Churchill and America by Martin Gilbert

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Synopsis

In this stirring book, Martin Gilbert tells the intensely human story of Winston Churchill's profound connection to America, a relationship that resulted in an Anglo-American alliance that has stood at the center of international relations for more than a century.
Winston Churchill, whose mother, Jennie Jerome, the daughter of a leading American entrepreneur, was born in Brooklyn in 1854, spent much of his seventy adult years in close contact with the United States. In two world wars, his was the main British voice urging the closest possible cooperation with the United States. From before the First World War, he understood the power of the United States, the "gigantic boiler," which, once lit, would drive the great engine forward.
Sir Martin Gilbert was appointed Churchill's official biographer in 1968 and has ever since been collecting archival and personal documentation that explores every twist and turn of Churchill's relationship with the United States, revealing the golden thread running through it of friendship and understanding despite many setbacks and disappointments. Drawing on this extensive store of Churchill's own words -- in his private letters, his articles and speeches, and press conferences and interviews given to American journalists on his numerous journeys throughout the United States -- Gilbert paints a rich portrait of the Anglo-American relationship that began at the turn of the last century.
Churchill first visited the United States in 1895, when he was twenty-one. During that first visit, he was invited to West Point and was fascinated by New York City. "What an extraordinary people the Americans are!" he wrote to his mother. "This is a very great country, my dear Jack," he told his brother. During three subsequent visits before the Second World War, he traveled widely and formed a clear understanding of both the physical and moral strength of Americans.
During the First World War, Churchill was Britain's Minister of Munitions, working closely with his American counterpart Bernard Baruch to secure the material needed for the joint war effort, and argued with his colleagues that it would be a grave mistake to launch a renewed assault before the Americans arrived.
Churchill's historic alliance with Franklin Roosevelt during the Second World War is brilliantly portrayed here with much new material, as are his subsequent ties with President Truman, which contributed to the Truman Doctrine and the Marshall Plan.
In his final words to his Cabinet in 1955, on the eve of his retirement as Prime Minister, Churchill gave his colleagues this advice: "Never be separated from the Americans."
In Churchill and America, Gilbert explores how Churchill's intense rapport with this country resulted in no less than the liberation of Europe and the preservation of European democracy and freedom. It also set the stage for the ongoing alliance that has survived into the twenty-first century.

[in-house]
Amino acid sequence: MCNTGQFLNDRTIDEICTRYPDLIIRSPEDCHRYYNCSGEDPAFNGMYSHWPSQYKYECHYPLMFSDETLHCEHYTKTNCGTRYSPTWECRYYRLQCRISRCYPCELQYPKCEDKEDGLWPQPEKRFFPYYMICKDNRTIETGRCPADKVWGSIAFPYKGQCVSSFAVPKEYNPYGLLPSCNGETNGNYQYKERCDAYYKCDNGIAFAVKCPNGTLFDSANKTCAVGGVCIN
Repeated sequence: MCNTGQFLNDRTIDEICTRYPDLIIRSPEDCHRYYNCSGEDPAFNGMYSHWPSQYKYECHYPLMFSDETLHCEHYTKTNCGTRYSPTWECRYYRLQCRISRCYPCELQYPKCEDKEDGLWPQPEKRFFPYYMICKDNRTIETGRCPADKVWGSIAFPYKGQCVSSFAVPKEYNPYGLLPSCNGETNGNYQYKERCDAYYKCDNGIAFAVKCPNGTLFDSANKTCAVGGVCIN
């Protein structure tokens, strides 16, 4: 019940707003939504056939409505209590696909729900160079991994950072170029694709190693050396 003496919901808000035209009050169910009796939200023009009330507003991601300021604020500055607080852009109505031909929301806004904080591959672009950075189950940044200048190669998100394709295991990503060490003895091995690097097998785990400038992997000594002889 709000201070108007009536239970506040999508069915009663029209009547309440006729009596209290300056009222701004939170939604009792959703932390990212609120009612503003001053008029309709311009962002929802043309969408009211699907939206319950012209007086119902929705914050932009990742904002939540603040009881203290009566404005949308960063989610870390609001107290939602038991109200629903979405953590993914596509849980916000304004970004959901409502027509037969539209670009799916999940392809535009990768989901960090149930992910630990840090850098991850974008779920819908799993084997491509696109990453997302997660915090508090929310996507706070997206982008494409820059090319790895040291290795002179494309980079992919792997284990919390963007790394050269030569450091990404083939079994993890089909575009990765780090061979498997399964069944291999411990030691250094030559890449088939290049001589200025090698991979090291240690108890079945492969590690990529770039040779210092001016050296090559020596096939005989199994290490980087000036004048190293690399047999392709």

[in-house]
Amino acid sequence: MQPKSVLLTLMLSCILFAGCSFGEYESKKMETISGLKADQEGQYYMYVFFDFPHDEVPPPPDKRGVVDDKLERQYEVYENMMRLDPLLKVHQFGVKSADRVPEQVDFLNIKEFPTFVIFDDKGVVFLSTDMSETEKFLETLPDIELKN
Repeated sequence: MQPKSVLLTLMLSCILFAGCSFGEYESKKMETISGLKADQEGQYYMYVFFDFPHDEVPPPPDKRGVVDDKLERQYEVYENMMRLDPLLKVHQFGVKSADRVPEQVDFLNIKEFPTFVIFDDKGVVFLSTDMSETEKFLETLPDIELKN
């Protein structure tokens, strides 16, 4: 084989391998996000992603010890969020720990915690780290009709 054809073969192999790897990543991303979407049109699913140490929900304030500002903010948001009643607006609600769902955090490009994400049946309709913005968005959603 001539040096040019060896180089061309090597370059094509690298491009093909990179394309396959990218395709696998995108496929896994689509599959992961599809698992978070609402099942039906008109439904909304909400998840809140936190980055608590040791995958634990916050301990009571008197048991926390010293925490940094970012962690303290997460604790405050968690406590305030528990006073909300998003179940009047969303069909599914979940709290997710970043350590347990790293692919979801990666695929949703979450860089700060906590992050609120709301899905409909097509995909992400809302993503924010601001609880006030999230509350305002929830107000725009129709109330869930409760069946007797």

About Martin Gilbert

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One of Britain's most distinguished historians, Sir Martin Gilbert was knighted in 1995. Among his many books are The Holocaust (0-8050-3848-7), The First World War (0-8050-4734-4), The Second World War (0-8050-1788-7), Churchill: A Life (0-8050-2396-8), and The Boys (0-8050-4403-5).
 
Published October 6, 2005 by Free Press. 528 pages
Genres: Biographies & Memoirs, History, Political & Social Sciences, Travel, War, Business & Economics. Non-fiction

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It thrilled Winston more to know that one of his ancestors was what he called, in the parlance of the time, “a Seneca squaw.” Writes Gilbert (The Righteous, 2003, etc.), “the quintessential Englishman was not only half American but also one-sixty-fourth Native American.” Being half American did n...

Oct 06 2005 | Read Full Review of Churchill and America

Kirkus Reviews

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British historian and Churchill biographer Gilbert (Kristallnacht: Prelude to Destruction, 2006, etc.) explores the great statesman’s early, fervent support of Zionism and wartime pleas to save the Jews from Nazi persecution.

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Publishers Weekly

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In many ways, Winston Churchill embodied the "special relationship" between America and Britain—his mother was American, and he admired the country even before he courted the United S

Aug 08 2005 | Read Full Review of Churchill and America

Publishers Weekly

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Following up his eight-volume official biography of Sir Winston Churchill (1874-1965), Gilbert offers this 1000-page summary that is basically a distillation of all he has written about his subject up to now.

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Book Reporter

Gilbert, who was appointed Churchill's "official biographer" (by whom appointed is not specified) has written or edited at least seven volumes on Churchill himself as well as a number of others on related aspects of World War II.

Dec 27 2010 | Read Full Review of Churchill and America

Book Reporter

Gilbert's CHURCHILL AND AMERICA, a documentary study of Churchill's.

Dec 27 2010 | Read Full Review of Churchill and America

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